Why wear clothes

Clothing can be handy on a winter playtime.One of the guys at the weekly breakfast posed a question for the table: Why do we wear clothing?

It seemed a worthy query. After all, if one were to walk down Baltimore Street in Gettysburg, unclad, one likely would be charged with “causing alarm.” But I have not, in more than 40 years reporting on human foibles, noticed anyone be charged with “failure to wear clothing.” Some businesses do post requirements that patrons wear shoes and shirts, but generally the law is silent on the subject.

I keep waiting for signs to go up in airports calling on customers intent on boarding airplanes to “Please remove all clothing prior to entering the security line.” So far, that has not happened, though one fellow in recent memory did try to set his underwear on fire.

Of course, there are good reasons for wearing skin covering, primary among them being protection from sand and snow storms and group identification. Sand is very good for smoothing the bottom of Leroy Jethro Gibbs’ boat, not so good at smoothing human skin. And there is a reason even dogs wear heavy coats when winter storms rage.

Without hats, identifying cowboys would be a mite trickier. In a group of workers, a white hard hat generally indicates someone in charge of crew safety. A beret, stereotypically, would be worn by a French artist — unless it is green, in which case one probably should not mess with the person standing under it.

The ladies from certain religious traditions wear plain grey dresses from neck to floor. Others cover even their faces.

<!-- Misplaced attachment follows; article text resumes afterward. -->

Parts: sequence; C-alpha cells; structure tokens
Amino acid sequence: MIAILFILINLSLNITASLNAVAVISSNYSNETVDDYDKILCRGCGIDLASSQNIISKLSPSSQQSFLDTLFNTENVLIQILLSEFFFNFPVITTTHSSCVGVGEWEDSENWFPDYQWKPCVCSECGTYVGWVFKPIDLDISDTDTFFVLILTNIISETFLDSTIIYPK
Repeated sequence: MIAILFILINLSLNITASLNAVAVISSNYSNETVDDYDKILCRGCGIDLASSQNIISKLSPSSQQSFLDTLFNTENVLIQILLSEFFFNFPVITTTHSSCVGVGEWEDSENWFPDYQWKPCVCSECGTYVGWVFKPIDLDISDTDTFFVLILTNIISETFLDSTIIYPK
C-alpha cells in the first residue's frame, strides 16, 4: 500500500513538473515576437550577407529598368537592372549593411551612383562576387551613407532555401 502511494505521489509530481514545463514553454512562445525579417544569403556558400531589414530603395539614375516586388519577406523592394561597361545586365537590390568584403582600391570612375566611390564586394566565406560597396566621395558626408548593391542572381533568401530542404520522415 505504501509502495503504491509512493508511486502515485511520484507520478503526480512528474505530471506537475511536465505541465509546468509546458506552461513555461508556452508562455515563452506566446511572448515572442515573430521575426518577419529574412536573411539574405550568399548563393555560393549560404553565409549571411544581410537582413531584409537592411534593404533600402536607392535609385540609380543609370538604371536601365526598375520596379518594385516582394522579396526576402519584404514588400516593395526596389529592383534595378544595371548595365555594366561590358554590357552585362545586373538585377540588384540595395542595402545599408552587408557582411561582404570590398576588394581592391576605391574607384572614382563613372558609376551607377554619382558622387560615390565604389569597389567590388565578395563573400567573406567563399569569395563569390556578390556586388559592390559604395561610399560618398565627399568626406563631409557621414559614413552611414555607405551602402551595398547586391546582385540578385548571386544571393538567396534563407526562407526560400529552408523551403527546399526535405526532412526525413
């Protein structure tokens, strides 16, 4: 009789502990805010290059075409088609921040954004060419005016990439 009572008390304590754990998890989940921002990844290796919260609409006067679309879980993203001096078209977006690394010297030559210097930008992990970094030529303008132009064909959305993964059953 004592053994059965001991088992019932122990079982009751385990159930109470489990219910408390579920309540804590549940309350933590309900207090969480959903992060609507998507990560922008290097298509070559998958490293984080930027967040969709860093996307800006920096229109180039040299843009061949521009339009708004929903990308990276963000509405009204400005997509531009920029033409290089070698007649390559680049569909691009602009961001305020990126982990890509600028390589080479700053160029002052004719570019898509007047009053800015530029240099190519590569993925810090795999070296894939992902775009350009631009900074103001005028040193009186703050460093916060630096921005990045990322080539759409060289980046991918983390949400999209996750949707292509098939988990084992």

Sometimes, clothing articles can be misleading — like when a photographer wears a cotton vest. Another photographer will get it immediately, while a fisherman will ask, “How are they biting.” I fish, sometimes, and shoot lots of pictures. I wear the vest because it’s my man-purse. It’s got lots of pockets.

And when I find myself in a room with windows that do not open, laid out on a bed that bends at the push of a button, and a person enters the room wearing a white shirt-jacket, there is a good chance that person is a doctor.

A fun game is to sit on a corner and guess what people passing by do when they are not passing by where I’m sitting. Clothes are great clues.

My favorite experience, so far, was when I was wearing jeans, a plaid shirt and an oiled canvas woods hat. I had been driving around town looking for a six-pack of a certain type of beer, a gift for someone who likes certain types of craft beers.

I entered the last establishment that might possibly provide the fulfillment of my quest. As I stood at the end of the bar, a woman of older-than-teenage seniority jumped from her seat and put her arm around me.

“I want a picture with you,” she exclaimed. “My friend (she pointed at the guy she’d been sitting with) can take it.”

He stood up with his smartphone and we posed. She had been overseas, someplace in Asia, I think, and returned to her home in Colorado the day before we met. The day we met, she was in Maine. The beer I wanted was not available for take-out and my driving partner was waiting in the parking lot, so I did not learn her plans or why she wanted a picture with me.

If I get back to that town in Maine, I definitely will don jeans and a plaid flannel shirt

and revisit that restaurant.

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